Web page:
Friday, September 14, 2007


Can you hear your voice anymore? Where are you from? That's the question I get asked wherever I go. I have often wondered why people are always asking me that question. I can speak however I choose to but it must be that original tongue that can always come through no matter where you are or who you are with. That is not a bad thing; it's just funny when people ask about it, but who cares. That original tongue is the first tongue you hear that you never lose. We try to conform, train or tame it in order to be received by certain ones but there is nothing to be ashamed of if it brings all the beautiful colors and hues of who you are to the surface. Hanging on to the essence of your ancestry through your voice is what you bring to the table. It speaks of your informative years. Your world is in your voice, without it, a piece of the story will be lost. Hanging onto your voice can be challenging in a world of fear, where everyone wants to think that someone has to be the enemy. It is by sharing your story that will tell the history and build bridges to make friends. Let me see your world through your voice. The melodies that flow like the river off your tongue, brings back memories to my ears. I am able to write new music because you have given me new notes, not heard before. Your voice plays new chords reaching a new people, for a new day, touching the heartstrings of tomorrow's dreams. Sing a new song with your voice. A fresh breeze brushed my face tenderly as you spoke of your native memories, latent within your soul. I am honored you chose to share with me those memories that moved me in your land with curiosity of how it was for you walking those trails, and enjoying the view of fresh flowers, plush green trees, flowing rivers, rounding the beautiful mountains. Without your voice I could not have peeked into your country and imagined your childhood but now in my heart I can feel your melody because you shared Your Voice.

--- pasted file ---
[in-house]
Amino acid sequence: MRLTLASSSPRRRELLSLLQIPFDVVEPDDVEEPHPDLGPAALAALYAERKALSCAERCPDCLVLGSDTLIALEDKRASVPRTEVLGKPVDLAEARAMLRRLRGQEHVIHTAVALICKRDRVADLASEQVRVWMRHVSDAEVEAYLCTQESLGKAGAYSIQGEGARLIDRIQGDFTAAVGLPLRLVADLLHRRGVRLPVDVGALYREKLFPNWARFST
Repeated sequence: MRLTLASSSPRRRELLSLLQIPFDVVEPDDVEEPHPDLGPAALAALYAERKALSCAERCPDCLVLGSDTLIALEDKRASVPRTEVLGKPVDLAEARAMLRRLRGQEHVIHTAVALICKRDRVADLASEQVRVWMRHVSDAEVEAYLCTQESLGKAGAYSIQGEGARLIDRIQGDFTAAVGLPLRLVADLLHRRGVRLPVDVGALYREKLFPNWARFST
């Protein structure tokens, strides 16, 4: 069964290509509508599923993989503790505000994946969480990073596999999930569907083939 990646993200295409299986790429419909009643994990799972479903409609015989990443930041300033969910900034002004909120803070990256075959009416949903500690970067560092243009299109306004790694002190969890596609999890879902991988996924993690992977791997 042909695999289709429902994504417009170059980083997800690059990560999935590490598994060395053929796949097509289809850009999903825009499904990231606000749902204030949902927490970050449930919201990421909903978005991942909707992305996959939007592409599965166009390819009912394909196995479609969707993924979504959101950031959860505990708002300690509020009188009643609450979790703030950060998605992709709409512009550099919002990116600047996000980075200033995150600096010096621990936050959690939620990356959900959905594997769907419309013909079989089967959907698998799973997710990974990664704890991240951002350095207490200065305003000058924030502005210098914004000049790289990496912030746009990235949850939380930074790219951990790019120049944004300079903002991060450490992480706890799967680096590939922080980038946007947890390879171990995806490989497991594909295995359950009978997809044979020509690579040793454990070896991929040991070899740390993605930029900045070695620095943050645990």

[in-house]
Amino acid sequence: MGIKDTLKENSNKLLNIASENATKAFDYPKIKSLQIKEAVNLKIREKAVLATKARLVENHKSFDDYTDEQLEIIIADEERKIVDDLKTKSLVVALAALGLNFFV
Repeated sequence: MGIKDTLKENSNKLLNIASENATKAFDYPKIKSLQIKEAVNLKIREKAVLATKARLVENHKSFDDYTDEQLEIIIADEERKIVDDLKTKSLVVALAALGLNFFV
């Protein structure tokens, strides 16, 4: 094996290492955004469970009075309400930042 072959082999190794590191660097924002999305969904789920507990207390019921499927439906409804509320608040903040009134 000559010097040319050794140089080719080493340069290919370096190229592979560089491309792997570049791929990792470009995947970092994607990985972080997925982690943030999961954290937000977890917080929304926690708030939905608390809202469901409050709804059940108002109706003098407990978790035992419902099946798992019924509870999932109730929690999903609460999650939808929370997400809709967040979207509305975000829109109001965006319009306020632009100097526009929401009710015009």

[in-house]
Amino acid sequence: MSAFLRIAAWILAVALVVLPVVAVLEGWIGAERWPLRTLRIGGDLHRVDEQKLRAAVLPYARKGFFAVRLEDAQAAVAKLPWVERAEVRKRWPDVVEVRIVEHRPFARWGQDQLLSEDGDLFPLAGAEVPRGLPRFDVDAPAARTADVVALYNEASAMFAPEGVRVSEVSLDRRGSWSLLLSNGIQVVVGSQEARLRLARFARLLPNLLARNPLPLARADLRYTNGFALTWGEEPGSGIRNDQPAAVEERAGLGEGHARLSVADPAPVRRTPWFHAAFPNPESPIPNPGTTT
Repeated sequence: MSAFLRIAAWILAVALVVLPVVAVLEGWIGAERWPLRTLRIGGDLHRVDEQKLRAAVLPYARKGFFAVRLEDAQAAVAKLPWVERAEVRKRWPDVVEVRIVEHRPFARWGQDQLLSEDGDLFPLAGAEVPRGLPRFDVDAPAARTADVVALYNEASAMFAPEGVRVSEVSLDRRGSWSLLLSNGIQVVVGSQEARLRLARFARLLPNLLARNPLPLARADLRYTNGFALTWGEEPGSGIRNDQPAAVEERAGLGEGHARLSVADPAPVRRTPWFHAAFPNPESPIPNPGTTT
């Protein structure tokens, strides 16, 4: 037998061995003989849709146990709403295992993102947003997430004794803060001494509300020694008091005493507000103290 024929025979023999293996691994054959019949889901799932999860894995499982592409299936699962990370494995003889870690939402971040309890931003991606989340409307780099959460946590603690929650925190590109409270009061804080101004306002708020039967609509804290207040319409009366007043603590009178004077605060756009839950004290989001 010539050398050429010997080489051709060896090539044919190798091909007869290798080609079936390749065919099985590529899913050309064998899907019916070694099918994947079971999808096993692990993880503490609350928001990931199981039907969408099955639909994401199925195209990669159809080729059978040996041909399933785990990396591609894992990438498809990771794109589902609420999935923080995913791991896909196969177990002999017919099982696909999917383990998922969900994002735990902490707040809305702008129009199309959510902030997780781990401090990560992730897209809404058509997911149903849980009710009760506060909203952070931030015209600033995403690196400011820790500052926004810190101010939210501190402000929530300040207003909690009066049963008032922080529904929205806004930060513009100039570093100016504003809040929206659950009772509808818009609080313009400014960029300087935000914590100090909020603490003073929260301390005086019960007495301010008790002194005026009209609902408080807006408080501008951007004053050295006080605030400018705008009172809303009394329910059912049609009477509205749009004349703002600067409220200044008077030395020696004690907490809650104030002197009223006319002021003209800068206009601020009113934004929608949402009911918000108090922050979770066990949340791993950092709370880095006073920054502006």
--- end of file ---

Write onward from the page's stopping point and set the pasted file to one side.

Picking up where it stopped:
By: Brenda Williams

This piece is dedicated to my friend Ly and his son. I would like to thank him for sharing his story of coming to this country with his father and family after the Vietnam war. I truly appreciate him teaching his son, their family traditions and remembering the value of their language/voice.

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